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Rossini’s Stabat Mater: The Second Time’s the Charm
Evening Program with Live Performance
Wednesday, April 25, 2018 - 7:00 p.m.
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Painting (detail) of the pietà by unknown artist of the 17th cent. (Basilica of San Marco, Rome)
Gioachino Rossini’s rise to the top of Europe’s opera scene was swift. Having composed nearly 40 operas in 20 years including The Barber of Seville, Otello, La Cenerentola, and Guillaume Tell, he had a healthy dose of devoted fans and fierce critics. In fact, the first edition of his Stabat Mater wasn’t even fully composed by him, with bitter lawsuits ensuing in the years following its first, and perhaps only, performance. Ten years later, Richard Wagner attempted to sabotage the 1842 premiere of Rossini’s second, and definitive, Stabat Mater with scathing commentary published under a pseudonym. But this setting of a 13th-century Latin hymn concerning the Virgin Mary’s death watch—filled with the intensity that Rossini brought to his operas—was performed no less than 29 times in its first year and was a magnificent success.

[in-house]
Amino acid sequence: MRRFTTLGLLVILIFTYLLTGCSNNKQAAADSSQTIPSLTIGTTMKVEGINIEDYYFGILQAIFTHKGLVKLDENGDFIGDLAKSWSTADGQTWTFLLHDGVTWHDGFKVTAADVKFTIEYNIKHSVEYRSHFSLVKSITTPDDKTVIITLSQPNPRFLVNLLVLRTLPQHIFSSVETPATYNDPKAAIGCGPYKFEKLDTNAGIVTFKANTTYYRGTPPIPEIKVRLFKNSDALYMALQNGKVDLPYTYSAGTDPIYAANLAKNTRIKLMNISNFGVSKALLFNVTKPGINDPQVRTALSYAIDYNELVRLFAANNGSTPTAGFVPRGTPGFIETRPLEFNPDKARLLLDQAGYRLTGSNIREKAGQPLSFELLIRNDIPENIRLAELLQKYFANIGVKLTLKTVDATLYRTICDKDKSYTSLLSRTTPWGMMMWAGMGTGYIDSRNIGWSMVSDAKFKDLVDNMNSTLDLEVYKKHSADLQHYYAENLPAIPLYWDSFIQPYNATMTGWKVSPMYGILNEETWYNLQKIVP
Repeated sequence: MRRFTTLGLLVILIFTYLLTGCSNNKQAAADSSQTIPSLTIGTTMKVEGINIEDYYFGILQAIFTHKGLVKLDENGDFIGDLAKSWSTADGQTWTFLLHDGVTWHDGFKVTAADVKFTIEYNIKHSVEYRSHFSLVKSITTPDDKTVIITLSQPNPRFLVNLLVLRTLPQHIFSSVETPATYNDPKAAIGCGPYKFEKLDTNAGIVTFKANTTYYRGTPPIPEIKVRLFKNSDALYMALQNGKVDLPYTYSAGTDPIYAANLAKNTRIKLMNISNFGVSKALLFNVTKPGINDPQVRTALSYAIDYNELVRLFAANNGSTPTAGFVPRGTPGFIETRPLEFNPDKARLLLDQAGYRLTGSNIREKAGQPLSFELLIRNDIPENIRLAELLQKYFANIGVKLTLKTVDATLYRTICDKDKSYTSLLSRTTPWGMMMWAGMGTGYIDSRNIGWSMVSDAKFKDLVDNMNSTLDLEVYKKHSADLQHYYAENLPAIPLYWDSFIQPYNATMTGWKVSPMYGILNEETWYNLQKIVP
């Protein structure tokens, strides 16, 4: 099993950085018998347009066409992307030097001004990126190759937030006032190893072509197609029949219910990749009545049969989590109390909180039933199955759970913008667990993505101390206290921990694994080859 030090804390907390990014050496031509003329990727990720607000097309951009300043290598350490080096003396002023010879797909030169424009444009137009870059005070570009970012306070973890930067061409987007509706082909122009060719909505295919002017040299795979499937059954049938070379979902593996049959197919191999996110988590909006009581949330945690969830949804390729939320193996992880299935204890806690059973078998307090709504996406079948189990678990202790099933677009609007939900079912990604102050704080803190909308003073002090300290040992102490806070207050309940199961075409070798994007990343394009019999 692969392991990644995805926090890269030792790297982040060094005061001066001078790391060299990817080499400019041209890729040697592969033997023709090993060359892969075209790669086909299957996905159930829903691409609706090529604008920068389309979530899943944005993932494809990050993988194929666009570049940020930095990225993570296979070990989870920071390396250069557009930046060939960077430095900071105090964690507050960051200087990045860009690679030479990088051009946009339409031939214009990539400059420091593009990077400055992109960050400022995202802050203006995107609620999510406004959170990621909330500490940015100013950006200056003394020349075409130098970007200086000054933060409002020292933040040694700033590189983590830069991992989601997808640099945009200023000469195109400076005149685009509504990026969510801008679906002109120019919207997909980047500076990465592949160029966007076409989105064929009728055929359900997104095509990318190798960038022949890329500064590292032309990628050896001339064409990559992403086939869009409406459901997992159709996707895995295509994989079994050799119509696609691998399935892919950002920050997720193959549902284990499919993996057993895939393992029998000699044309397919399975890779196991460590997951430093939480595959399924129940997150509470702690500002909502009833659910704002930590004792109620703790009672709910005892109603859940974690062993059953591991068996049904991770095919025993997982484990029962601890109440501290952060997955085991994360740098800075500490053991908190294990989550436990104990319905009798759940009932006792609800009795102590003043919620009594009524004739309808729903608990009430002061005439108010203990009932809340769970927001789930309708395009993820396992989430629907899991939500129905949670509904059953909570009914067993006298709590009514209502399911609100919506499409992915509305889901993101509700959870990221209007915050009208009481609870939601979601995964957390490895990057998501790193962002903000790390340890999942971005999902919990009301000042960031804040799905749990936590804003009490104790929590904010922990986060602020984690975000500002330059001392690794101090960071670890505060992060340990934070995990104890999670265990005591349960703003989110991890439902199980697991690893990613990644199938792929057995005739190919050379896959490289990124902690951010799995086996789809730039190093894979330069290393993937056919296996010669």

Scott Tucker, artistic director of the Choral Arts Society of Washington, explores the musical structure, text, various versions, and cultural history of this beloved work. Recordings and a live performance by members of the Choral Arts Chorus provide musical context.
Now in its 52nd year, the chorus, a symphonic ensemble featuring nearly 200 singers, performs Rossini’s Stabat Mater at the Kennedy Center’s Concert Hall on Saturday, May 19 at 3 p.m. Program registrants receive a discount code for that performance.
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